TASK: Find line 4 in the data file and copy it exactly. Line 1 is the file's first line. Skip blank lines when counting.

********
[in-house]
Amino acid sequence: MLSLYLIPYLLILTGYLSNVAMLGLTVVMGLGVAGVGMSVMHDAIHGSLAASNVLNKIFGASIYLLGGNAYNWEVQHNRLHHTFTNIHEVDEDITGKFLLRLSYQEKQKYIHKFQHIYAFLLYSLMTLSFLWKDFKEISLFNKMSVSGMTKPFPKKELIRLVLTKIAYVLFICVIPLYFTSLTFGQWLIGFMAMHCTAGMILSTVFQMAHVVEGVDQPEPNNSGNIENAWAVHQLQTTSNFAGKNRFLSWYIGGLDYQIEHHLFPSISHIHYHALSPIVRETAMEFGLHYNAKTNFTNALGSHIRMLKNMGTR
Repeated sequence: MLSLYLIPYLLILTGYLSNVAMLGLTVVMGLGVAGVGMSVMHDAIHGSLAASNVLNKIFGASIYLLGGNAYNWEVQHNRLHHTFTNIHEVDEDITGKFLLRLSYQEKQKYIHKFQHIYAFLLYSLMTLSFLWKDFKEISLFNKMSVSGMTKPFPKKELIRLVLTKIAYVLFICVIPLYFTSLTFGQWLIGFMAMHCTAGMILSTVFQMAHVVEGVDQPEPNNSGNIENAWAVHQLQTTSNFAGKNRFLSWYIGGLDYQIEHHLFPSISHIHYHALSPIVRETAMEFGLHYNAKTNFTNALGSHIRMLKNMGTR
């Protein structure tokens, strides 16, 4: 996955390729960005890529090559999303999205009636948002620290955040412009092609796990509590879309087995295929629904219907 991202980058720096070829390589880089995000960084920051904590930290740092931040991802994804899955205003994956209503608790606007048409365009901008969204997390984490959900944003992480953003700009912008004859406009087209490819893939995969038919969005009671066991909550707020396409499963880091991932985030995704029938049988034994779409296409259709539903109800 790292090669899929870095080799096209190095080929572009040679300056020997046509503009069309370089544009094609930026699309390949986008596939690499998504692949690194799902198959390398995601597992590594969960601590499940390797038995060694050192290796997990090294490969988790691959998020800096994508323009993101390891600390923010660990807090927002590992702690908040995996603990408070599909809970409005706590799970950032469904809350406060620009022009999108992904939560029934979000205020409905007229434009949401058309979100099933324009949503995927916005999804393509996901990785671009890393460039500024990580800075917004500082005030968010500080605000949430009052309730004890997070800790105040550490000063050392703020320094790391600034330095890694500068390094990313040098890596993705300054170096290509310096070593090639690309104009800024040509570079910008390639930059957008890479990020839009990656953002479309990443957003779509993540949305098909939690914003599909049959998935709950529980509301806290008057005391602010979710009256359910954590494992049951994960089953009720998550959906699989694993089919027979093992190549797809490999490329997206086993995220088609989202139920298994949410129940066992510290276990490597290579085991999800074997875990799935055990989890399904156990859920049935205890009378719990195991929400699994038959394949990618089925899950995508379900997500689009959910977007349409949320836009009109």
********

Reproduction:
């Protein structure tokens, strides 16, 4: 996955390729960005890529090559999303999205009636948002620290955040412009092609796990509590879309087995295929629904219907 991202980058720096070829390589880089995000960084920051904590930290740092931040991802994804899955205003994956209503608790606007048409365009901008969204997390984490959900944003992480953003700009912008004859406009087209490819893939995969038919969005009671066991909550707020396409499963880091991932985030995704029938049988034994779409296409259709539903109800 790292090669899929870095080799096209190095080929572009040679300056020997046509503009069309370089544009094609930026699309390949986008596939690499998504692949690194799902198959390398995601597992590594969960601590499940390797038995060694050192290796997990090294490969988790691959998020800096994508323009993101390891600390923010660990807090927002590992702690908040995996603990408070599909809970409005706590799970950032469904809350406060620009022009999108992904939560029934979000205020409905007229434009949401058309979100099933324009949503995927916005999804393509996901990785671009890393460039500024990580800075917004500082005030968010500080605000949430009052309730004890997070800790105040550490000063050392703020320094790391600034330095890694500068390094990313040098890596993705300054170096290509310096070593090639690309104009800024040509570079910008390639930059957008890479990020839009990656953002479309990443957003779509993540949305098909939690914003599909049959998935709950529980509301806290008057005391602010979710009256359910954590494992049951994960089953009720998550959906699989694993089919027979093992190549797809490999490329997206086993995220088609989202139920298994949410129940066992510290276990490597290579085991999800074997875990799935055990989890399904156990859920049935205890009378719990195991929400699994038959394949990618089925899950995508379900997500689009959910977007349409949320836009009109």